Building a revenue recovery team that can work efficiently and effectively at a supplier requires cross-team functionality, and alignment across sales, supply chain, marketing, and accounting teams. Proactive organizations can stay ahead of revenue loss, but reactive recovery teams will get stuck fighting to win back revenue lost to invalid deductions/fines.

Proactive revenue loss recovery teams will have an approach that avoids deductions/fines (valid or otherwise) in the first place, skirting the revenue loss problem from the very beginning, whereas reactive revenue loss recovery teams will only focus on the issue once it has already become a financial problem for the organization.

Reactive teams will have a mindset that revenue loss is only the result of a retailer's unrealistic standards. Proactive teams will be able to use retailers' standards (unrealistic or otherwise) and the punishments for non-compliance as symptoms of supply chain inefficiencies, as an opportunity for growth.

Integral to forming a truly proactive revenue loss solution is--as alluded to earlier--a collaboration between and across teams. This can happen through a variety of forms but leadership involvement, the adoption of software, and meetings between teams at a regular cadence are three common ways of getting the process started.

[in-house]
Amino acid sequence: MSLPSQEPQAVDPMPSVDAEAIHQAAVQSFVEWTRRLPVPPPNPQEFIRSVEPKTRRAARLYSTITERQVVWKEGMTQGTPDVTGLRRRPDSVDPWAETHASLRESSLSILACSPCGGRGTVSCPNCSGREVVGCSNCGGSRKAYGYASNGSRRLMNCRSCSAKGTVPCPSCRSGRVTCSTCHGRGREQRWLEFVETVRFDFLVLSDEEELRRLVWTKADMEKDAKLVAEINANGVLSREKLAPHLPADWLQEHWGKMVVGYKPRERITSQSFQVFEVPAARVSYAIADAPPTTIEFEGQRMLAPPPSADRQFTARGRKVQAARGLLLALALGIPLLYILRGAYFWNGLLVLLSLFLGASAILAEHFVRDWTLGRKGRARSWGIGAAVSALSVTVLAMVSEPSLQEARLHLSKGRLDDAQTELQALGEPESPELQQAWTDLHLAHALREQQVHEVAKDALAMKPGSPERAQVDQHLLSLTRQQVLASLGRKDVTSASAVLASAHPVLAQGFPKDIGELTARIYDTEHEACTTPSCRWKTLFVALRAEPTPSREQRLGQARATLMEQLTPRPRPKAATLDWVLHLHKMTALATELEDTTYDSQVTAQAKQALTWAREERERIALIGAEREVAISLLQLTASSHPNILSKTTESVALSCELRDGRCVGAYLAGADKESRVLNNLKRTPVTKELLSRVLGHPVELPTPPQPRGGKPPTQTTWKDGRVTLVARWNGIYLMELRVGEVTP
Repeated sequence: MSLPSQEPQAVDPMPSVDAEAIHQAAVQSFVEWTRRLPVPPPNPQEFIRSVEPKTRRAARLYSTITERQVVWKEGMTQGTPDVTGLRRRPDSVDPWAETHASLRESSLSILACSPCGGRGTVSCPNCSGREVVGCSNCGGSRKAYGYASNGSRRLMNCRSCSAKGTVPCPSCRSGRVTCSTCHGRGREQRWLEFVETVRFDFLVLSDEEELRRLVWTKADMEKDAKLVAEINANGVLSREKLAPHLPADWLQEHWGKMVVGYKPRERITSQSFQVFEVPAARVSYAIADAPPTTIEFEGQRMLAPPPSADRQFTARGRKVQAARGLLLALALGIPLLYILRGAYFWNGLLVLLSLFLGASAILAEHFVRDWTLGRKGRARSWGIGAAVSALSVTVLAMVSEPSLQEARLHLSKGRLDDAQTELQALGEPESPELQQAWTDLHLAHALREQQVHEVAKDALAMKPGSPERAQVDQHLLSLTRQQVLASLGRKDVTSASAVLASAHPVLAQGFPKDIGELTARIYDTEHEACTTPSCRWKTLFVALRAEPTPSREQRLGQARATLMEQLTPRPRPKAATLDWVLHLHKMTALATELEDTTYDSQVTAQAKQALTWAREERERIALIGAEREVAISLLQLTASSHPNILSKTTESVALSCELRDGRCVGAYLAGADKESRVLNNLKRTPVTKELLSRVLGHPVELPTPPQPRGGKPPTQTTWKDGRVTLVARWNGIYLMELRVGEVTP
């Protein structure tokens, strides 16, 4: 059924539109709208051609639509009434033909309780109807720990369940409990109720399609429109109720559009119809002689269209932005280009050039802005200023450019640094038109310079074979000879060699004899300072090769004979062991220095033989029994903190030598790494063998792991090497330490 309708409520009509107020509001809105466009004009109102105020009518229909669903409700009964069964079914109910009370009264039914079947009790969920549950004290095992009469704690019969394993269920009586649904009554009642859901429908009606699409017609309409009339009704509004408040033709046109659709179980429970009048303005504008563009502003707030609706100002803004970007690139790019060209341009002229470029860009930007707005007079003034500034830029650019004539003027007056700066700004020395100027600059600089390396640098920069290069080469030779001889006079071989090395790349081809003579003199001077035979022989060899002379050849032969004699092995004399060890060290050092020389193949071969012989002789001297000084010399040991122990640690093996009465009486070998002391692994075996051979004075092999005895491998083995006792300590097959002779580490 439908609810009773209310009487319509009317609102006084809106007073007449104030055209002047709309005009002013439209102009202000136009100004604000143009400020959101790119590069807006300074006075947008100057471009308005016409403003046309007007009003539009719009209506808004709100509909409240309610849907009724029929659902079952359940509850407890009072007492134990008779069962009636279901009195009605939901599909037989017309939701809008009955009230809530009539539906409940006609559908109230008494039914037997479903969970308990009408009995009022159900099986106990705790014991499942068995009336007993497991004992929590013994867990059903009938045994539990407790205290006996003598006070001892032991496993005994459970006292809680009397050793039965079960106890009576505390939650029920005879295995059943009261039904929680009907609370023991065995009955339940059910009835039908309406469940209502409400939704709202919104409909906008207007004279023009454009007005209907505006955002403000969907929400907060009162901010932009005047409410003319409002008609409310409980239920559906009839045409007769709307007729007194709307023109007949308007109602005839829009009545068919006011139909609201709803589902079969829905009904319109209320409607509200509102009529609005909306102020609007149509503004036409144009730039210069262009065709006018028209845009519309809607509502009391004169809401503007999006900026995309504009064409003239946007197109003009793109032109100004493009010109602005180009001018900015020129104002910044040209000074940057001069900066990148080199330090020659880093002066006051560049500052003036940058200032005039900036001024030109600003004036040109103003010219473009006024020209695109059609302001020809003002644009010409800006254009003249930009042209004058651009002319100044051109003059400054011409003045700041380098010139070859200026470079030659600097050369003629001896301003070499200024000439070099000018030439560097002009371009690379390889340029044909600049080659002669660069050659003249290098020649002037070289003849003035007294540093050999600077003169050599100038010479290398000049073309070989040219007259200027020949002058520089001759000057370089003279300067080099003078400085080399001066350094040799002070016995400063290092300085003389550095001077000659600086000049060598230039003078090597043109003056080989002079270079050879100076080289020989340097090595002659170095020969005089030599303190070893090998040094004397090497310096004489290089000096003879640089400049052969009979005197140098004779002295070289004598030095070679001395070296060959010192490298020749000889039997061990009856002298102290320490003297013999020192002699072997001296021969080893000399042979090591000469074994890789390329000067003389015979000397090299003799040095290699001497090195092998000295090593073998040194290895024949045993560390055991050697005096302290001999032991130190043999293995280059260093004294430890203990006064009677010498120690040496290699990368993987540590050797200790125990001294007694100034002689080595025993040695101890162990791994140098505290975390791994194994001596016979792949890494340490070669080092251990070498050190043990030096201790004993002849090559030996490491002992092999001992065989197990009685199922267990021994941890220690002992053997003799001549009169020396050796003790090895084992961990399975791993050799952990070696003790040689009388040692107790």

Strategies for Revenue Recovery

Best-in-class revenue recovery teams do these four tasks and revisit and revise these practices regularly.

Identify key responsibilities for each member of your team

If possible, suppliers should consider rolling up revenue loss across retailers to evaluate the larger trends and patterns. Spreading out responsibility can help suppliers notice which compliance/deductions fines are most common and most costly. That way, supply chain problems can be isolated through root cause analysis much more effectively.

Having a 50/50 workload strategy is also ideal: spend 50% of time on disputing ("get paid") and 50% of time on root cause analysis ("get better").

Get Paid